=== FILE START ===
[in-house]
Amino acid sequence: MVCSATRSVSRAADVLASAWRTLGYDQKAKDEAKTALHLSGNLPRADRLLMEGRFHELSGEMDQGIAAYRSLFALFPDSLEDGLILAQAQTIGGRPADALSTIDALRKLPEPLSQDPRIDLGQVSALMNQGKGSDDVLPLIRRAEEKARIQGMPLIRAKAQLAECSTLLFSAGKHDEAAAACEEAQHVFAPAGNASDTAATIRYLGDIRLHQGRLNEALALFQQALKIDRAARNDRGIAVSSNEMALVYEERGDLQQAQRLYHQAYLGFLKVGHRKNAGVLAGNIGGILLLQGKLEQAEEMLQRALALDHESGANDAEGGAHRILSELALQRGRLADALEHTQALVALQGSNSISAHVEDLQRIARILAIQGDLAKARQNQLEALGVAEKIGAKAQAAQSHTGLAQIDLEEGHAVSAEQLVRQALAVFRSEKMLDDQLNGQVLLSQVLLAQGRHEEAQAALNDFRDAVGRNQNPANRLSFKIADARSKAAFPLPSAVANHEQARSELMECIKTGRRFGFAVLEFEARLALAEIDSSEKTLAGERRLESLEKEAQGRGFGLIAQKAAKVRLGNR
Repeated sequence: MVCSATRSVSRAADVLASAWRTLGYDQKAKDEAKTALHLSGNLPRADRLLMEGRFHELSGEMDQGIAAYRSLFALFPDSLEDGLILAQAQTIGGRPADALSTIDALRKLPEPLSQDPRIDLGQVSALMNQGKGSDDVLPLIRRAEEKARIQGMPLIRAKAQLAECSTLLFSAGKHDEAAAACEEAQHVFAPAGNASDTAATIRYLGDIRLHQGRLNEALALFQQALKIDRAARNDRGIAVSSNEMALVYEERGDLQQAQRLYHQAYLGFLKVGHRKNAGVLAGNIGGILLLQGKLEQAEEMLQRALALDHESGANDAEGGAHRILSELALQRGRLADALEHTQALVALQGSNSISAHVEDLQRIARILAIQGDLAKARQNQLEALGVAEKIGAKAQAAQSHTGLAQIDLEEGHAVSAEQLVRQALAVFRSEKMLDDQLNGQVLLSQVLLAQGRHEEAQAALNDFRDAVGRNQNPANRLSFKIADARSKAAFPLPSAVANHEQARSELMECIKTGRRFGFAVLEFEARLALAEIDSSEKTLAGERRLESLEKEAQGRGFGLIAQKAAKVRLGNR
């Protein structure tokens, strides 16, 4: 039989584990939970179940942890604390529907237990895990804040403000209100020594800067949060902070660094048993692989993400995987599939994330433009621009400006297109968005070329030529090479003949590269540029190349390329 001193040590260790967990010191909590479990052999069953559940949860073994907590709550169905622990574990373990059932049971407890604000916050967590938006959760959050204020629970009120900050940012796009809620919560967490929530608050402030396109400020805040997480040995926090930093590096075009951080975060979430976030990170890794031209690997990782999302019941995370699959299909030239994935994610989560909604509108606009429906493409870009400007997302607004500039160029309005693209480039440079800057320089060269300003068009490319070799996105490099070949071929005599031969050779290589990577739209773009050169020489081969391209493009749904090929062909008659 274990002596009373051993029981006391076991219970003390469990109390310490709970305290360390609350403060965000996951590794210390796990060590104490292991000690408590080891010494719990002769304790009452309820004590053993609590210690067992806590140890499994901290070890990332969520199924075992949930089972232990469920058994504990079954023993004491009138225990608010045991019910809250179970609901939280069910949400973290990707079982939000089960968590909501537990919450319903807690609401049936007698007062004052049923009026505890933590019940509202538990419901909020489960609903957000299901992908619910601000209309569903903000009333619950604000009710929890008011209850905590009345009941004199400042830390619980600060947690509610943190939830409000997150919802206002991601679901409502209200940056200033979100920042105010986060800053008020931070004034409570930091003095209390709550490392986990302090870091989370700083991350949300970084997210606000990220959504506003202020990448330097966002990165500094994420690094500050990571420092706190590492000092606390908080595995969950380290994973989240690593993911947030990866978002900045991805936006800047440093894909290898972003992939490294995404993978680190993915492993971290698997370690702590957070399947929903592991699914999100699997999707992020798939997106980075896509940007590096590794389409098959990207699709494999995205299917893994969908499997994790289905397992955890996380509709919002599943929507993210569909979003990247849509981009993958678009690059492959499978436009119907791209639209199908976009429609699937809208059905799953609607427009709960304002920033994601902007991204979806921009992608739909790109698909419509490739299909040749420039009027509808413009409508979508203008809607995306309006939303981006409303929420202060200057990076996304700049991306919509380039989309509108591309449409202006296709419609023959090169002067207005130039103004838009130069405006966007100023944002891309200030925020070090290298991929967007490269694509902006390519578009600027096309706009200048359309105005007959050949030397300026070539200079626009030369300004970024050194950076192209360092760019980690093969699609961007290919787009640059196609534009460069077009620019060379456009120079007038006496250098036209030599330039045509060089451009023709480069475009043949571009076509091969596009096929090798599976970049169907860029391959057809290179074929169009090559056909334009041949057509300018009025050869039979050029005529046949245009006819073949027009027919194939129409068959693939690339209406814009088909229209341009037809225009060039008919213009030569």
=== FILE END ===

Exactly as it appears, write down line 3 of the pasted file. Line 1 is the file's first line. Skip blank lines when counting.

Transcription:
Repeated sequence: MVCSATRSVSRAADVLASAWRTLGYDQKAKDEAKTALHLSGNLPRADRLLMEGRFHELSGEMDQGIAAYRSLFALFPDSLEDGLILAQAQTIGGRPADALSTIDALRKLPEPLSQDPRIDLGQVSALMNQGKGSDDVLPLIRRAEEKARIQGMPLIRAKAQLAECSTLLFSAGKHDEAAAACEEAQHVFAPAGNASDTAATIRYLGDIRLHQGRLNEALALFQQALKIDRAARNDRGIAVSSNEMALVYEERGDLQQAQRLYHQAYLGFLKVGHRKNAGVLAGNIGGILLLQGKLEQAEEMLQRALALDHESGANDAEGGAHRILSELALQRGRLADALEHTQALVALQGSNSISAHVEDLQRIARILAIQGDLAKARQNQLEALGVAEKIGAKAQAAQSHTGLAQIDLEEGHAVSAEQLVRQALAVFRSEKMLDDQLNGQVLLSQVLLAQGRHEEAQAALNDFRDAVGRNQNPANRLSFKIADARSKAAFPLPSAVANHEQARSELMECIKTGRRFGFAVLEFEARLALAEIDSSEKTLAGERRLESLEKEAQGRGFGLIAQKAAKVRLGNR